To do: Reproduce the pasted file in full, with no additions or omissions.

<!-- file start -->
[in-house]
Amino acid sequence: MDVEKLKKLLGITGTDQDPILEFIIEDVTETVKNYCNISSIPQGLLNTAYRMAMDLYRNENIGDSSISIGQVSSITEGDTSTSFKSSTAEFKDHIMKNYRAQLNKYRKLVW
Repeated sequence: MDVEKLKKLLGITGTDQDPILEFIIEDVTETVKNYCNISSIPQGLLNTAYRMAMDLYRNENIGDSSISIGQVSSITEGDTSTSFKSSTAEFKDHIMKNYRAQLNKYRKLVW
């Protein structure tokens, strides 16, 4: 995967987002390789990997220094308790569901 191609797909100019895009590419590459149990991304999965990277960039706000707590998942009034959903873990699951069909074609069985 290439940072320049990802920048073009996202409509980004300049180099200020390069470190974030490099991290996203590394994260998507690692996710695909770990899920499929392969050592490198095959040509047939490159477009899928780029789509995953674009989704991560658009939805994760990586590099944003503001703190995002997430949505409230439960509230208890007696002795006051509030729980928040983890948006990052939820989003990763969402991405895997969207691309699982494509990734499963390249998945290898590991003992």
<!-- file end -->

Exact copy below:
[in-house]
Amino acid sequence: MDVEKLKKLLGITGTDQDPILEFIIEDVTETVKNYCNISSIPQGLLNTAYRMAMDLYRNENIGDSSISIGQVSSITEGDTSTSFKSSTAEFKDHIMKNYRAQLNKYRKLVW
Repeated sequence: MDVEKLKKLLGITGTDQDPILEFIIEDVTETVKNYCNISSIPQGLLNTAYRMAMDLYRNENIGDSSISIGQVSSITEGDTSTSFKSSTAEFKDHIMKNYRAQLNKYRKLVW
């Protein structure tokens, strides 16, 4: 995967987002390789990997220094308790569901 191609797909100019895009590419590459149990991304999965990277960039706000707590998942009034959903873990699951069909074609069985 290439940072320049990802920048073009996202409509980004300049180099200020390069470190974030490099991290996203590394994260998507690692996710695909770990899920499929392969050592490198095959040509047939490159477009899928780029789509995953674009989704991560658009939805994760990586590099944003503001703190995002997430949505409230439960509230208890007696002795006051509030729980928040983890948006990052939820989003990763969402991405895997969207691309699982494509990734499963390249998945290898590991003992």